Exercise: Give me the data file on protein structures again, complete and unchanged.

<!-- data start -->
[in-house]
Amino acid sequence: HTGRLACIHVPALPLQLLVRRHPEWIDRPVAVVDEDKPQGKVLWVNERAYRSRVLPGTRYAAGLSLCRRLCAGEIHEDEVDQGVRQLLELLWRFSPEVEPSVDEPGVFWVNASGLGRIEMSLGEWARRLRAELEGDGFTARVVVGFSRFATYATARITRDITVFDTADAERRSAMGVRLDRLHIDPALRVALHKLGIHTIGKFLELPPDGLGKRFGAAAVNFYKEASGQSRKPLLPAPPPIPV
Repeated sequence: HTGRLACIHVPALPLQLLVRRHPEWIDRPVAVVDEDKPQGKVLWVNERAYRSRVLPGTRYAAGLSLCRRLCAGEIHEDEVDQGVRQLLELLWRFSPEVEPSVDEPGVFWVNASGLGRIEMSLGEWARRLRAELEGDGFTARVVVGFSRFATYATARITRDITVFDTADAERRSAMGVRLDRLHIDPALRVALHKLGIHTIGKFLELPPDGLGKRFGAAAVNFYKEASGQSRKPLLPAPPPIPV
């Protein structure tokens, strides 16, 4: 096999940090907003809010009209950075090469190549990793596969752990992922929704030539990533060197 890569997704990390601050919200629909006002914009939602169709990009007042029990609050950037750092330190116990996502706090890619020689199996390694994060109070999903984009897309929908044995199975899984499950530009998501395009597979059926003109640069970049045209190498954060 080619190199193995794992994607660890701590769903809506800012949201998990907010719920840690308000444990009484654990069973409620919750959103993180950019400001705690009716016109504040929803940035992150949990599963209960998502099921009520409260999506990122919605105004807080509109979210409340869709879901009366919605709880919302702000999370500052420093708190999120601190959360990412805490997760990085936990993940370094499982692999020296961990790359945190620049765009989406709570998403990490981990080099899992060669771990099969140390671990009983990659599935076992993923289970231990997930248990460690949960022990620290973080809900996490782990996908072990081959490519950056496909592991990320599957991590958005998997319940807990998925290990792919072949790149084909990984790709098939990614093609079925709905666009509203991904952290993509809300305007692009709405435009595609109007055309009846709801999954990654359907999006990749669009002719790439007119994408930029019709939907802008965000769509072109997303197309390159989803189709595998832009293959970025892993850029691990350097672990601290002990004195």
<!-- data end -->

[in-house]
Amino acid sequence: HTGRLACIHVPALPLQLLVRRHPEWIDRPVAVVDEDKPQGKVLWVNERAYRSRVLPGTRYAAGLSLCRRLCAGEIHEDEVDQGVRQLLELLWRFSPEVEPSVDEPGVFWVNASGLGRIEMSLGEWARRLRAELEGDGFTARVVVGFSRFATYATARITRDITVFDTADAERRSAMGVRLDRLHIDPALRVALHKLGIHTIGKFLELPPDGLGKRFGAAAVNFYKEASGQSRKPLLPAPPPIPV
Repeated sequence: HTGRLACIHVPALPLQLLVRRHPEWIDRPVAVVDEDKPQGKVLWVNERAYRSRVLPGTRYAAGLSLCRRLCAGEIHEDEVDQGVRQLLELLWRFSPEVEPSVDEPGVFWVNASGLGRIEMSLGEWARRLRAELEGDGFTARVVVGFSRFATYATARITRDITVFDTADAERRSAMGVRLDRLHIDPALRVALHKLGIHTIGKFLELPPDGLGKRFGAAAVNFYKEASGQSRKPLLPAPPPIPV
């Protein structure tokens, strides 16, 4: 096999940090907003809010009209950075090469190549990793596969752990992922929704030539990533060197 890569997704990390601050919200629909006002914009939602169709990009007042029990609050950037750092330190116990996502706090890619020689199996390694994060109070999903984009897309929908044995199975899984499950530009998501395009597979059926003109640069970049045209190498954060 080619190199193995794992994607660890701590769903809506800012949201998990907010719920840690308000444990009484654990069973409620919750959103993180950019400001705690009716016109504040929803940035992150949990599963209960998502099921009520409260999506990122919605105004807080509109979210409340869709879901009366919605709880919302702000999370500052420093708190999120601190959360990412805490997760990085936990993940370094499982692999020296961990790359945190620049765009989406709570998403990490981990080099899992060669771990099969140390671990009983990659599935076992993923289970231990997930248990460690949960022990620290973080809900996490782990996908072990081959490519950056496909592991990320599957991590958005998997319940807990998925290990792919072949790149084909990984790709098939990614093609079925709905666009509203991904952290993509809300305007692009709405435009595609109007055309009846709801999954990654359907999006990749669009002719790439007119994408930029019709939907802008965000769509072109997303197309390159989803189709595998832009293959970025892993850029691990350097672990601290002990004195």